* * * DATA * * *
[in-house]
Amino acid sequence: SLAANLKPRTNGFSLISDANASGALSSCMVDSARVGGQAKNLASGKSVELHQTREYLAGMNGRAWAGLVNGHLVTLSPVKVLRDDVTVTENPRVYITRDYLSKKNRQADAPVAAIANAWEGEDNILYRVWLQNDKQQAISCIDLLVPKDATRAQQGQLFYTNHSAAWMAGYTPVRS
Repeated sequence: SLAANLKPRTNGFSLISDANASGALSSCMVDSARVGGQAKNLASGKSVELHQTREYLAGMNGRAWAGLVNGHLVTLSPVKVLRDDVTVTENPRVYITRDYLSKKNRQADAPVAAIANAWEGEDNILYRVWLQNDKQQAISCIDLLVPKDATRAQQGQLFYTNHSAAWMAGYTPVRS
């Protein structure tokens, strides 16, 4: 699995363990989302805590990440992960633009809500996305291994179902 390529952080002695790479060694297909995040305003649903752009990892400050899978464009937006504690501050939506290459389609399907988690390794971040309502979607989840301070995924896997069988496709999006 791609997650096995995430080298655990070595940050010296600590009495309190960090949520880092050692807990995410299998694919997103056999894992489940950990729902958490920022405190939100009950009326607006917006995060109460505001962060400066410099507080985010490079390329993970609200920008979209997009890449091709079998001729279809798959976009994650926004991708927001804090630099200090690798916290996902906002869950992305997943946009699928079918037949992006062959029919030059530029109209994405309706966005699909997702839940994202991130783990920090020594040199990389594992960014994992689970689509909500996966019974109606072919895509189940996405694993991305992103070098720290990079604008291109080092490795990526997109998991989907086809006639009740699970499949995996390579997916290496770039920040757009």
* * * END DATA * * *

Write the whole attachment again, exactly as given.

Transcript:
[in-house]
Amino acid sequence: SLAANLKPRTNGFSLISDANASGALSSCMVDSARVGGQAKNLASGKSVELHQTREYLAGMNGRAWAGLVNGHLVTLSPVKVLRDDVTVTENPRVYITRDYLSKKNRQADAPVAAIANAWEGEDNILYRVWLQNDKQQAISCIDLLVPKDATRAQQGQLFYTNHSAAWMAGYTPVRS
Repeated sequence: SLAANLKPRTNGFSLISDANASGALSSCMVDSARVGGQAKNLASGKSVELHQTREYLAGMNGRAWAGLVNGHLVTLSPVKVLRDDVTVTENPRVYITRDYLSKKNRQADAPVAAIANAWEGEDNILYRVWLQNDKQQAISCIDLLVPKDATRAQQGQLFYTNHSAAWMAGYTPVRS
């Protein structure tokens, strides 16, 4: 699995363990989302805590990440992960633009809500996305291994179902 390529952080002695790479060694297909995040305003649903752009990892400050899978464009937006504690501050939506290459389609399907988690390794971040309502979607989840301070995924896997069988496709999006 791609997650096995995430080298655990070595940050010296600590009495309190960090949520880092050692807990995410299998694919997103056999894992489940950990729902958490920022405190939100009950009326607006917006995060109460505001962060400066410099507080985010490079390329993970609200920008979209997009890449091709079998001729279809798959976009994650926004991708927001804090630099200090690798916290996902906002869950992305997943946009699928079918037949992006062959029919030059530029109209994405309706966005699909997702839940994202991130783990920090020594040199990389594992960014994992689970689509909500996966019974109606072919895509189940996405694993991305992103070098720290990079604008291109080092490795990526997109998991989907086809006639009740699970499949995996390579997916290496770039920040757009």